Among the new sessions this year are Love, Trails and Dinosaurs: The Inspirational Story of the First Person With Autism to Complete All Great Smoky Mountains National Park Trails with Theresa Moore, Cherokee Myths and Truths with Jon Elder, I Found It in the Archives: Researching History and Family at Great Smoky Mountains National Park with Michael Aday, Neatless, Wheatless and Sleepless: East Tennessee’s Contributions to World War II with Kathy Gwinn, and Ephemeral by Nature with Stephen Lyn Bales where he looks into some of the unusual animals in the Smokies including Appalachian pandas.

Outdoor excursions of all levels are available throughout the week. Highlights include an 11-plus-mile hike to the Mt. Cammerer Fire Tower located less than a mile off the Appalachian Trail (May 10 from 7:30 a.m. to 4:30 p.m.), a six-hour hike highlighting the People and Places of Cades Cove (May 10 from 9 a.m. to 3 p.m.), and a nearly five-mile Hen Wallow Falls trek that takes hikers through a hemlock and rhododendron forest (May 10 from 7:30 a.m. to 12:30 p.m.).

A special kids’ fishing tournament kicks off on Saturday, May 11 with registration at LeConte Center Circle Drive covered pavilion. The Wilderness Wildlife Week Youth Trout Tournament will run from 8 a.m. to 1 p.m. for children ages seven to 12. There is no fee to participate in this tournament. Fishing supplies are not provided to participants.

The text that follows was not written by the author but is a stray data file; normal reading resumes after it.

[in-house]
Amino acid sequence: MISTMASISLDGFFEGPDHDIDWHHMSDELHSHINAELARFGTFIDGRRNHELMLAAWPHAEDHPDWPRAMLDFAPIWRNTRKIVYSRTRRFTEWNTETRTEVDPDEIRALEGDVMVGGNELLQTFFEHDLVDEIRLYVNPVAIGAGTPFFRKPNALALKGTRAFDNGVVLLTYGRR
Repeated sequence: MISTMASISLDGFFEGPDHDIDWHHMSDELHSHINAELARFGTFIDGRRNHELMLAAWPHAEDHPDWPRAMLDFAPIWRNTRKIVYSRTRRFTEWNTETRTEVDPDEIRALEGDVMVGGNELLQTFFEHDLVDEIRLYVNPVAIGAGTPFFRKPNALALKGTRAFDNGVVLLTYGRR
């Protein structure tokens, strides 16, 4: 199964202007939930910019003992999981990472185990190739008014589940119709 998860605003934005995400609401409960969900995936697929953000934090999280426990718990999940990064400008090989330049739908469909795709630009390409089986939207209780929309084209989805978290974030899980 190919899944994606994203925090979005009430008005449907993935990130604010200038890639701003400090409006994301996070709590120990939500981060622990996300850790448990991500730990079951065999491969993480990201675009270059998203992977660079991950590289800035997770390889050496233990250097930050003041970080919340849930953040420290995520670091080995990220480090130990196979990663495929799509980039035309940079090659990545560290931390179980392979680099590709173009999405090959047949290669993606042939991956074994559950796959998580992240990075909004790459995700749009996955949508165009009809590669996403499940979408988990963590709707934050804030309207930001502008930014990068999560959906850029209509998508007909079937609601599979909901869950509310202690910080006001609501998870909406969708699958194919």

Throughout the concourse more than 40 exhibits and vendors, including the not-for-profit Cades Cove Preservation Association, East Tennessee Historical Society, and Keep Sevier Beautiful, are open daily during the event beginning at 10 a.m.

This spring celebration of the great outdoors is free and open to the public. For more information, a complete schedule and registration details, visit MyPigeonForge.com.



Jeff
HikingintheSmokys.com
RockyMountainHikingTrails.com
HikinginGlacier.com
TetonHikingTrails.com
Ramble On: A History of Hiking

Thursday, April 4, 2019

Park Plans Prescribed Burn Operation in Little Cataloochee